Former D.C. Mayor Marion Barry, a man whose 30-year political career has been marred by one scandal after another, is the most-popular elected official in the capital city’s government, according to a recent poll.
Now a member of city council, Barry, 76, has been convicted of cocaine possession and served six months in federal prison. He was also found guilty of a misdemeanor for failure to pay his taxes, although marijuana-possession and stalking charges were dropped.
But his approval rating is 52 percent, higher than Mayor Vincent Gray’s and all his fellow council members, according to a Washington Post poll released this week.
Barry’s relative popularity might not be saying much, considering his competition. More than half of the district’s residents think Gray should resign as mayor amid questions about how he financed his 2010 mayoral campaign. Nearly two-thirds said in the Post’s poll that their mayor is not trustworthy.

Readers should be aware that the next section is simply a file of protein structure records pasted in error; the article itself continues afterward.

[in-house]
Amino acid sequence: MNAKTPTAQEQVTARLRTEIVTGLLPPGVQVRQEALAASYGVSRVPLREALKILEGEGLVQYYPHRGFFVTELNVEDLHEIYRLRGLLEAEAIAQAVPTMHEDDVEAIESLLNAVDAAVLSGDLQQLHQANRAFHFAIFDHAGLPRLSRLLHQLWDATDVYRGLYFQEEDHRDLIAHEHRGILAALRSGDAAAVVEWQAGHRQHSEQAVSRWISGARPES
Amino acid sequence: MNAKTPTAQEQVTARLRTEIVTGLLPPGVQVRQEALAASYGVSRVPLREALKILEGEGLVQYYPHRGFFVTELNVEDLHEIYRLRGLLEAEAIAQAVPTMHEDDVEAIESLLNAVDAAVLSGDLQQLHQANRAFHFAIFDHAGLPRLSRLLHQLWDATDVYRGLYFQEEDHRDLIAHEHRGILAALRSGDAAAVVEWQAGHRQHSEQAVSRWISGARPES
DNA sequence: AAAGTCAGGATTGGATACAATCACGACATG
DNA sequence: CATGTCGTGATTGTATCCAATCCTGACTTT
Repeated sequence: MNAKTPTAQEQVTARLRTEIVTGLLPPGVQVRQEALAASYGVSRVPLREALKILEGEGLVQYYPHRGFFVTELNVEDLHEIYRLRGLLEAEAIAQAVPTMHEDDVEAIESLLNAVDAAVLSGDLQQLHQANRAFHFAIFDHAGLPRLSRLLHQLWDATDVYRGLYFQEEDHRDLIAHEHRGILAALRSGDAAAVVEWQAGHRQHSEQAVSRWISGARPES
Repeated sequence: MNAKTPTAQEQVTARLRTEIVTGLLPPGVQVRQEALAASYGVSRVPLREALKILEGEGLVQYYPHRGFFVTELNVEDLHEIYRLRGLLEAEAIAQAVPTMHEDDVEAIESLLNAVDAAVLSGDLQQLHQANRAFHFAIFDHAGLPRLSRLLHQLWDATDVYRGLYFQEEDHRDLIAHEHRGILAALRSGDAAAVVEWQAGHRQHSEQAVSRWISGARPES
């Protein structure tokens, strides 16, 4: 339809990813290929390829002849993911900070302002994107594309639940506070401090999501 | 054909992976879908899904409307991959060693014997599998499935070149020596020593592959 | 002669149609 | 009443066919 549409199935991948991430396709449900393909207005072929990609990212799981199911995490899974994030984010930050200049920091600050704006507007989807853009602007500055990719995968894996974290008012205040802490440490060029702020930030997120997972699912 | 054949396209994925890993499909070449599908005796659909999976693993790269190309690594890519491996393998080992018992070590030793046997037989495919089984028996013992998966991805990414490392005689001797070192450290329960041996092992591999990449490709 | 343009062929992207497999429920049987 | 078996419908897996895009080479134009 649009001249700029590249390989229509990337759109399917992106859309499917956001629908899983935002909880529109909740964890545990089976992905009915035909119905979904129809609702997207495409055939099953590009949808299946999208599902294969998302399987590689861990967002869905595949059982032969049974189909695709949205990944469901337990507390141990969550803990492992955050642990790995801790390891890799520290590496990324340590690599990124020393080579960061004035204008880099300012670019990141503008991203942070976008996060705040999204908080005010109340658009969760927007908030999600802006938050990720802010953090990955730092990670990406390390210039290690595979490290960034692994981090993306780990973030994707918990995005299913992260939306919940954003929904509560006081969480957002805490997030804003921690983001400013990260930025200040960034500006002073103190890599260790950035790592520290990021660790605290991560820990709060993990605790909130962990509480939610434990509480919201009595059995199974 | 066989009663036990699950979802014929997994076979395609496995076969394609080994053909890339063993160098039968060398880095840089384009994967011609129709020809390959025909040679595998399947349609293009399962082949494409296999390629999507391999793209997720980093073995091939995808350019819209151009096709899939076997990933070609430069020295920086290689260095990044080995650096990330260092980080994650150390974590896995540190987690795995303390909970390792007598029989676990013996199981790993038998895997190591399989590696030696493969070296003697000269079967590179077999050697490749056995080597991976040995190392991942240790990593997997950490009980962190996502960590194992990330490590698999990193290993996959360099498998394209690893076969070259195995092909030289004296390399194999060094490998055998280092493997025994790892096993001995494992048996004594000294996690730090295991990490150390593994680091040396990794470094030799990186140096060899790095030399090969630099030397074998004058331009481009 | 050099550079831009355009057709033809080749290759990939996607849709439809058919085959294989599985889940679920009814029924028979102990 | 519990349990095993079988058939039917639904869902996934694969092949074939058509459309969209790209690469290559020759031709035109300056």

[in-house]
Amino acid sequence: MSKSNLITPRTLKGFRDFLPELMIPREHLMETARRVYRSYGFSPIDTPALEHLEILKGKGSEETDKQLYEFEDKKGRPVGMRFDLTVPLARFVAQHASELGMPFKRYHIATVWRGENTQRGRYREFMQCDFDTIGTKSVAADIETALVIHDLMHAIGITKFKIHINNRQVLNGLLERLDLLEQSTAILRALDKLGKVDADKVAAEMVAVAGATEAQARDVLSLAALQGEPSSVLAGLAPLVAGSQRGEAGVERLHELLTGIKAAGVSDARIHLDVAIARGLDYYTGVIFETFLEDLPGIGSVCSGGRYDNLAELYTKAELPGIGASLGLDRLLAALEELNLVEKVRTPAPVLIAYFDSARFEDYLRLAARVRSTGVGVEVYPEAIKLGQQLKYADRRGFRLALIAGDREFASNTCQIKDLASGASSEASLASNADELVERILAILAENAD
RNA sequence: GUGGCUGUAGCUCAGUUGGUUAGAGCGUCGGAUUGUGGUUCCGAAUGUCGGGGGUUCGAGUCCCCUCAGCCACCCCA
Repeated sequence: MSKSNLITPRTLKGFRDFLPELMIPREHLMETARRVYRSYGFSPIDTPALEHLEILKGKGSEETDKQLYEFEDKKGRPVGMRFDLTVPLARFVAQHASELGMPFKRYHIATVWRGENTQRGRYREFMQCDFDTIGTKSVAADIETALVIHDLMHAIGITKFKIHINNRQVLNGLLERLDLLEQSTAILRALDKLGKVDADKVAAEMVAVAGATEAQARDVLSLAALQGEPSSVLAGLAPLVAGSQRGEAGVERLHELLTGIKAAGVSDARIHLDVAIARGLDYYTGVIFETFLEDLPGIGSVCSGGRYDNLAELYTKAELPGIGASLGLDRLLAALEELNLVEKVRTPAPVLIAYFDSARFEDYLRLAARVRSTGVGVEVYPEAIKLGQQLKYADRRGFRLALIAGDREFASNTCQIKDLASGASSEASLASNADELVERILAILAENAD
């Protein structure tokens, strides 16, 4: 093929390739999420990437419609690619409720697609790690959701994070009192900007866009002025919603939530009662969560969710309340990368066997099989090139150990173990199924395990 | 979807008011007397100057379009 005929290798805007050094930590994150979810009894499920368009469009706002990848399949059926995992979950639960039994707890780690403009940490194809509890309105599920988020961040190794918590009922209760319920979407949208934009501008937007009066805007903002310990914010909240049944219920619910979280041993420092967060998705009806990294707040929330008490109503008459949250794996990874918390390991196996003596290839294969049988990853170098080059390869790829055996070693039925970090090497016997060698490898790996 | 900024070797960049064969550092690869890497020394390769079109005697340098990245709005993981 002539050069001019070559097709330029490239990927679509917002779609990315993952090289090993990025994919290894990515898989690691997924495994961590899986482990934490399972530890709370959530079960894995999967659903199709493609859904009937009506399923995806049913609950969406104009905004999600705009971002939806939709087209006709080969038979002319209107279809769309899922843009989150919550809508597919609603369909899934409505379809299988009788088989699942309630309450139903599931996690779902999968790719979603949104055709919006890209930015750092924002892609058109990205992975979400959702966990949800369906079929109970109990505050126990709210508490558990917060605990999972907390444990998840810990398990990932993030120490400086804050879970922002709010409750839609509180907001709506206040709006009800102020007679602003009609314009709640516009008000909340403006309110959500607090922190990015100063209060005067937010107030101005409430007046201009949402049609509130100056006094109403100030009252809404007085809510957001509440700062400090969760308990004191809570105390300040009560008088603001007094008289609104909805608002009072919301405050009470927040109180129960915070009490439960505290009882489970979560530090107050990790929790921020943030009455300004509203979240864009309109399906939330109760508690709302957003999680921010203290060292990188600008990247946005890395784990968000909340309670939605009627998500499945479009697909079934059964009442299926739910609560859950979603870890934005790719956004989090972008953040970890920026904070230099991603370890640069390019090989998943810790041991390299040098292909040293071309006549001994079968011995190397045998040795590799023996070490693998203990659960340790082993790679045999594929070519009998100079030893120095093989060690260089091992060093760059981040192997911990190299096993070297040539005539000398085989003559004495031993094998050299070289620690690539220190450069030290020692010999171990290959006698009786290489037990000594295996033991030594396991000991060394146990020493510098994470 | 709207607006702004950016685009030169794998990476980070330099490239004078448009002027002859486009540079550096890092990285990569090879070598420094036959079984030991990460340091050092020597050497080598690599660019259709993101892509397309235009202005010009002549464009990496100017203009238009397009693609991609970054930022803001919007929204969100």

And with two city council members resigning in light of felony charges this year, the public’s confidence in its ruling council is dismally low. The Post poll shows that 74 percent of respondents think council members Kwame Brown and Harry Thomas’ resignations are signs of broader problems in city government.
As a federal official, Rep. Eleanor Holmes Norton, a non-voting member of the U.S. House representing Washington, D.C., escaped the dark cloud l hanging over the city’s government with a 72 percent approval rating.